Outside their high school, two boys—armed with their friends, some sympathetic teachers and a carefully devised plan—start to kiss. Their goal? To break the world record for longest kiss, clocking in at 32 hours, 12 minutes and 10 seconds. Craig and Harry, the two boys in question, used to be a couple. Now, though, they are aiming to break this specific record as friends, both to honor their mutual friend Tariq, who has recently been the victim of gay bashing, and, as Craig eventually comes to realize, to honor the sheer joy of being and feeling alive.

Craig and Harry’s story is interspersed with those of other boys—kissing, wanting to be kissed or being terrified to kiss. Neil and Peter have been a couple long enough that dating no longer feels like dating, but Neil’s parents refuse to acknowledge that Peter is his boyfriend. Avery and Ryan, who just met at a regional gay prom, are tentatively exploring their new feelings for each other, both hesitant to reveal too much of themselves. And Cooper, after being caught cruising gay sex sites by his father, runs away from his parents’ anger, fear and rejection—but to what?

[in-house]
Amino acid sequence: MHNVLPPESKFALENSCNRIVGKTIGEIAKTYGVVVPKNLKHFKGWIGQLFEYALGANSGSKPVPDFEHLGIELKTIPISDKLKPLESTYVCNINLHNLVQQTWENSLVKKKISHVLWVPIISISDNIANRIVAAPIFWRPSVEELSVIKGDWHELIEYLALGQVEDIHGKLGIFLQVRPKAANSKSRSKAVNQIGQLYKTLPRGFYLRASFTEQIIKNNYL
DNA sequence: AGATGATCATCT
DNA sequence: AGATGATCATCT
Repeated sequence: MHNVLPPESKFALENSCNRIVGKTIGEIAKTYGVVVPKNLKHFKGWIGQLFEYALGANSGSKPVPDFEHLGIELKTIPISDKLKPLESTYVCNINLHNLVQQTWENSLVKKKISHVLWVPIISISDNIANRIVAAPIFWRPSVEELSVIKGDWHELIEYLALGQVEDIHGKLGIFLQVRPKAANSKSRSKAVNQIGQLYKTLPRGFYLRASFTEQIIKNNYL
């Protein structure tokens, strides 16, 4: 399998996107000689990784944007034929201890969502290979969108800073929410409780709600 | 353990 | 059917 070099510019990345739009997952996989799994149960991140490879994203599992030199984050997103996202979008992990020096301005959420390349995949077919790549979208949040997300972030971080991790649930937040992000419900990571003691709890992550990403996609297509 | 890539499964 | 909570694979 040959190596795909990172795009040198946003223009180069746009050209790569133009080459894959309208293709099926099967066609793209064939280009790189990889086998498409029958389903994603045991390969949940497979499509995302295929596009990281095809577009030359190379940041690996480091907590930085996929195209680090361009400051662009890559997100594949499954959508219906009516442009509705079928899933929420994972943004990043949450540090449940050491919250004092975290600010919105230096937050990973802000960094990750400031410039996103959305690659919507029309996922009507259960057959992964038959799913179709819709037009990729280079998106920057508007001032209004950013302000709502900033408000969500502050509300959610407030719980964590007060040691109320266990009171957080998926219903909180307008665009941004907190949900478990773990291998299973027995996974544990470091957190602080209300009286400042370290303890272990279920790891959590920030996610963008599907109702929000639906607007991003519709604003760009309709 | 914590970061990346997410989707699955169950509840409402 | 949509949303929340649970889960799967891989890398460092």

Levithan’s powerful, multifaceted novel explores just how far things have come for many gay teens—and how far things still need to go. The most poignant aspect of Two Boys Kissing is its narrator—or rather, narrators, as the stories are told by a Greek chorus composed of the generation of gay men who lost their lives to AIDS. These narrators mourn the all-too-familiar scenes of violence and despair, and marvel at the freedom and acceptance they could only have imagined.

ALSO IN BOOKPAGE: Read a Q&A with David Levithan for Two Boys Kissing.

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